The challenges facing African-American boys in the public education system are astounding. 48-percent of Black males drop out of high school, and in many states, fewer than 50-percent even walk across the graduation stage. While the country seeks to reform our public schools through initiatives like President Obama’s Race to the Top, many young people–especially Black boys–are left behind.
Aside from being victims of generational poverty, many African-American boys are disproportionately placed in Special Education and/or expelled from school, making their access to education even more difficult.
Tomorrow night, PBS will premiere a documentary that takes a look at the educational crisis for young, Black men. In the expose “Too Important to Fail,” Tavis Smiley crisscrossed the country speaking to students and education experts to find out what’s really going on in schools.
In the documentary, Dr. Jawanza Kunjufu, an educational consultant, said the country’s reponse to the educational crisis facing Black boys would be handled much differently if the kids in question were white.
Dr. Kunjufu asserts:
“…if 53% was the dropout for white males, it would be unacceptable; if 41% of their children were being placed in special education, that would be a major crisis,” says Dr. Kunjufu. “If only 20% of their boys were proficient in reading in eighth grade, that would be a crisis. If only 2.5% of white males ever earned a college degree, that would be a major crisis in America.”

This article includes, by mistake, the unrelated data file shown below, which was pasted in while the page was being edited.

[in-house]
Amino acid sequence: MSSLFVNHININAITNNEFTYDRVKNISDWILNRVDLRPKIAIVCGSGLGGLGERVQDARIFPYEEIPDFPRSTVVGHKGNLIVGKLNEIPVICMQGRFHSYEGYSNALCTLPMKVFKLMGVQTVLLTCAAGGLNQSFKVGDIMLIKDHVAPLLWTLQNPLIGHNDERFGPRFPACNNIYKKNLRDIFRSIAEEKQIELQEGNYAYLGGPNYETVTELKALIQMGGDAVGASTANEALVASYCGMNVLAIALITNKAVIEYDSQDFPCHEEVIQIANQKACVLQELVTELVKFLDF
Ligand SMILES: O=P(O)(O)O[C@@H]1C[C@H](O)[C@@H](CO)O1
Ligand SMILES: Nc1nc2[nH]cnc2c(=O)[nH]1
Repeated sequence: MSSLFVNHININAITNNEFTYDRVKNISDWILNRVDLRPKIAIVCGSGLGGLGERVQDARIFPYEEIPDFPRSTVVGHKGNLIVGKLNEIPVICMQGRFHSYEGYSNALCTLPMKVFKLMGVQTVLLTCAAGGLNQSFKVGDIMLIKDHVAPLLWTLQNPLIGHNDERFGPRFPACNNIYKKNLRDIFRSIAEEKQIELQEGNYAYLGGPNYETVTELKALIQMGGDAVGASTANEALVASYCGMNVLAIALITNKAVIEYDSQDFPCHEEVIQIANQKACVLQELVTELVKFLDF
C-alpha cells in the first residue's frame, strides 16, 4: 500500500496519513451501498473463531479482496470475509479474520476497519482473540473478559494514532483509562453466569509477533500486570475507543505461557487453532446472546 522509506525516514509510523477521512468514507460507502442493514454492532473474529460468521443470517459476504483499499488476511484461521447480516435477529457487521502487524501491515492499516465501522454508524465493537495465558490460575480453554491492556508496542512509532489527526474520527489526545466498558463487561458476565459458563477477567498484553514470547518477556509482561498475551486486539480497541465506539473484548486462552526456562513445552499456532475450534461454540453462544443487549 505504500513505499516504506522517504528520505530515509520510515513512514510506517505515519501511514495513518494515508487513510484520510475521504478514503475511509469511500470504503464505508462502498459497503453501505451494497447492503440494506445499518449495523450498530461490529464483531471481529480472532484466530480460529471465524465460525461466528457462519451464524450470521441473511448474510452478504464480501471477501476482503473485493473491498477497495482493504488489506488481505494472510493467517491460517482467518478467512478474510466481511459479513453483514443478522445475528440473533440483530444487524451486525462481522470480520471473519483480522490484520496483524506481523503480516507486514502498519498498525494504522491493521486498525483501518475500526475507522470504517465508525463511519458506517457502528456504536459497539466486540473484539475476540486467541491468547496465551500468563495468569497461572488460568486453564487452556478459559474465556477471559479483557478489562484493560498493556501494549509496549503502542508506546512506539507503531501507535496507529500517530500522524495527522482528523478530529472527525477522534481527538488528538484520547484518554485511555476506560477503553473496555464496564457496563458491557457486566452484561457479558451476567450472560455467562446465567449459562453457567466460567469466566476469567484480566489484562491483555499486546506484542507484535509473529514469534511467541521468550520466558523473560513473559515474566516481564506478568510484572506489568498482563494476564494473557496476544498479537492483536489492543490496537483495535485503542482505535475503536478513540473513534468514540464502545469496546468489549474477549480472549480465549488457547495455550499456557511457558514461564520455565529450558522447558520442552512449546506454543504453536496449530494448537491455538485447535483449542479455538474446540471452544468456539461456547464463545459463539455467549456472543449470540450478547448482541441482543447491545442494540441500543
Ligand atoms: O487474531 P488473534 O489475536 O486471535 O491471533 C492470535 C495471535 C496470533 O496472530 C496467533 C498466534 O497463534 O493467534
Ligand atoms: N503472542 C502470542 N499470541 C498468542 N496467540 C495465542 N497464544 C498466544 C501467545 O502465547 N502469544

As a teacher in an urban public school, I agree with Dr. Kunjufu’s assessment. Although the overwhelming majority of educators do what we can, each year we are asked to do even more with fewer resources, less support, and overcrowded classrooms. I’ve personally witnessed the inequalities in the schools in my district. While many schools in middle class neighborhoods have laptops and pristine textbooks for each student, my school stuggles to prepare nearly 2000 teens for the 21st Century using outdated IBM computers and graffiti-riddled books. If the school looks rundown and abandoned by the higher ups, how can we expect the kids to care?
Our communities–and by extension our nation–will continue to decline if we cannot provide a quality education for our kids.